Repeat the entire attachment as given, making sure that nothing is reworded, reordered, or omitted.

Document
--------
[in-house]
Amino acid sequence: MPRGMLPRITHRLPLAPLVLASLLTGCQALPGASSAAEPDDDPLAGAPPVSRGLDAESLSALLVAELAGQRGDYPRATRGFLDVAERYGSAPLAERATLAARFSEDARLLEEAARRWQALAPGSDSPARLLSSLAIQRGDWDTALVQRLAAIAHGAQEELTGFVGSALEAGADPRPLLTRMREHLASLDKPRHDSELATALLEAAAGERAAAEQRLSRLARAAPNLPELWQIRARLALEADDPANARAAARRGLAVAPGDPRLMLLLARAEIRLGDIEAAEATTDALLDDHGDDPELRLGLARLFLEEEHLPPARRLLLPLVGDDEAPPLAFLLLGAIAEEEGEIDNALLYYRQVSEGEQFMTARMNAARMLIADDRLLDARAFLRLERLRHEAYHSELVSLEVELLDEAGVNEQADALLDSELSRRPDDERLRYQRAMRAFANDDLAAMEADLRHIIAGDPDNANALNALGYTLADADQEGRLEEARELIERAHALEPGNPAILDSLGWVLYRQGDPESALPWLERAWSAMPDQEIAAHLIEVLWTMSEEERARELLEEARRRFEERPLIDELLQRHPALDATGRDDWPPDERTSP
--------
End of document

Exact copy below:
[in-house]
Amino acid sequence: MPRGMLPRITHRLPLAPLVLASLLTGCQALPGASSAAEPDDDPLAGAPPVSRGLDAESLSALLVAELAGQRGDYPRATRGFLDVAERYGSAPLAERATLAARFSEDARLLEEAARRWQALAPGSDSPARLLSSLAIQRGDWDTALVQRLAAIAHGAQEELTGFVGSALEAGADPRPLLTRMREHLASLDKPRHDSELATALLEAAAGERAAAEQRLSRLARAAPNLPELWQIRARLALEADDPANARAAARRGLAVAPGDPRLMLLLARAEIRLGDIEAAEATTDALLDDHGDDPELRLGLARLFLEEEHLPPARRLLLPLVGDDEAPPLAFLLLGAIAEEEGEIDNALLYYRQVSEGEQFMTARMNAARMLIADDRLLDARAFLRLERLRHEAYHSELVSLEVELLDEAGVNEQADALLDSELSRRPDDERLRYQRAMRAFANDDLAAMEADLRHIIAGDPDNANALNALGYTLADADQEGRLEEARELIERAHALEPGNPAILDSLGWVLYRQGDPESALPWLERAWSAMPDQEIAAHLIEVLWTMSEEERARELLEEARRRFEERPLIDELLQRHPALDATGRDDWPPDERTSP